“Road Racing is an inexpensive hobby,” said no one ever! Even wealthy “gentlemen racers” complain about the cost of going fast with their exotic race cars, highly tuned motors, and huge sticky racing tires. The concern about costs is no different for the junker/clunker enduro racing crowd. Only a naïve wannabe race car driver really believes a competitive Lemons or Chump series race car costs only $500!
It’s true, road racing with the SCCA can be expensive too. The cash register adds up quickly with racing suit, helmet, head and neck restraint system, fireproof shoes, gloves and even driver’s underwear! Then there is the race car itself, plus tires, fuel, and race event registration fees. Don’t forget the transportation to and from the track, often done with a special truck and trailer, and add in restaurant food and lodging while racing far from home. One usually needs extra tools, jack stands or a lift, and a place to work on the car between racing events. Some drivers do all the work themselves, while others rely on a trusted mechanic’s shop. No matter how the work gets done, the parts and labor can add up!
Club racers are always looking for opportunities to make racing more affordable without compromising on the safety, fun, excitement, and competition aspects of the sport. The sports car drivers’ desire for more horsepower and their related concern about expenses has a parallel in the equestrian community. Linda B. Allen has written in Practical Horseman Magazine about a concept called Horse Leasing. She explains how with this idea a rider agrees to cover a portion of a horse’s expenses, usually half of board at the barn where the steed resides in exchange for a certain, usually proportional, amount of riding time. The horse’s primary owner pays the balance of the bills and maintains a role in providing horse care and partial use. Often referred to as a half lease or share lease, this arrangement generally requires ongoing contact between owner and rider to avoid conflicts, especially with regard to scheduling time spent riding, training, and participating in competitions or clinics.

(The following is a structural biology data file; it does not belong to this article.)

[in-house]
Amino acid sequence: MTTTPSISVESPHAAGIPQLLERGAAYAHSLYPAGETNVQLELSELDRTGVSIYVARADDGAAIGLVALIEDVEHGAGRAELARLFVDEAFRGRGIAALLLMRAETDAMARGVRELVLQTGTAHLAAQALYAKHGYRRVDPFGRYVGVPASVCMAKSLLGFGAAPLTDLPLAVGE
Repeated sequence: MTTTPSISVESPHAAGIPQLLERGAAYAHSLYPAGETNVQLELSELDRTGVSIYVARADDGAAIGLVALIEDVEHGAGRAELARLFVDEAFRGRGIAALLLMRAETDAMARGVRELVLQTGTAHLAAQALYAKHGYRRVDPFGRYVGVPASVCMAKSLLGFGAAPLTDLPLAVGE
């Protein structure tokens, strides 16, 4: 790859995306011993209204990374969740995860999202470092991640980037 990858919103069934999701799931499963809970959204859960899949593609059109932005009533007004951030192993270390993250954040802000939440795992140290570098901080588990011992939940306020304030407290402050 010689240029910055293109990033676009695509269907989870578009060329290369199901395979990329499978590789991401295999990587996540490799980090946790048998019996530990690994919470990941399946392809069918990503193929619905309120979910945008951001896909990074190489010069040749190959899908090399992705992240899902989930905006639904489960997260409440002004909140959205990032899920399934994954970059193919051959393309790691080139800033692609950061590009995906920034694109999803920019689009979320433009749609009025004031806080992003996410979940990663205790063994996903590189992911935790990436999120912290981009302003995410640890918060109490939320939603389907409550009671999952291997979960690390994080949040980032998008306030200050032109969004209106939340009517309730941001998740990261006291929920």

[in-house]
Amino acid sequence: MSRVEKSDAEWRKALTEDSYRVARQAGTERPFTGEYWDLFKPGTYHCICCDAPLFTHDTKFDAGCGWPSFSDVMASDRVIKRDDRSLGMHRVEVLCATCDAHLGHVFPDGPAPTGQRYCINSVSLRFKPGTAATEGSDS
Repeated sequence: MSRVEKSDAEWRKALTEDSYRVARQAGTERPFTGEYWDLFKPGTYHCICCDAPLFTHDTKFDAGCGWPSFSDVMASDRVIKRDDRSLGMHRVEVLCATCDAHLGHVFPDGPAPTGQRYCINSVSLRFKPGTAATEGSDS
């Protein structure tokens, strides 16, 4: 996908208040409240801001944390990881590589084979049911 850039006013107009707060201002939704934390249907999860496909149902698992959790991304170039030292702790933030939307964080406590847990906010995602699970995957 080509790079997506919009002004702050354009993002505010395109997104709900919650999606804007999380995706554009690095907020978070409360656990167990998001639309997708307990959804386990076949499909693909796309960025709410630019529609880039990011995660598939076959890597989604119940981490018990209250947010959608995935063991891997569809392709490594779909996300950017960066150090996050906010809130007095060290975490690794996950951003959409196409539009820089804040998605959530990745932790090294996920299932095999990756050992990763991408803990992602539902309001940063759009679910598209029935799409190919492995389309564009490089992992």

Consider Share Leasing
One of the more traditional share leasing situations most of us know about is the vacation timeshare. Back in the 1960’s, real estate developers started selling timeshares as a way to give more people access to luxury resort condos. Buying one fiftieth of a half million-dollar beach-front property (2% = $20K) was much more affordable than owning the whole thing yet only vacationing one week out of the year. The most obvious benefit of sharing is reduced cost and access to expensive resources one might not otherwise be able to afford alone. Perhaps more of us should try sharing race cars because the sharing economy works for many other things!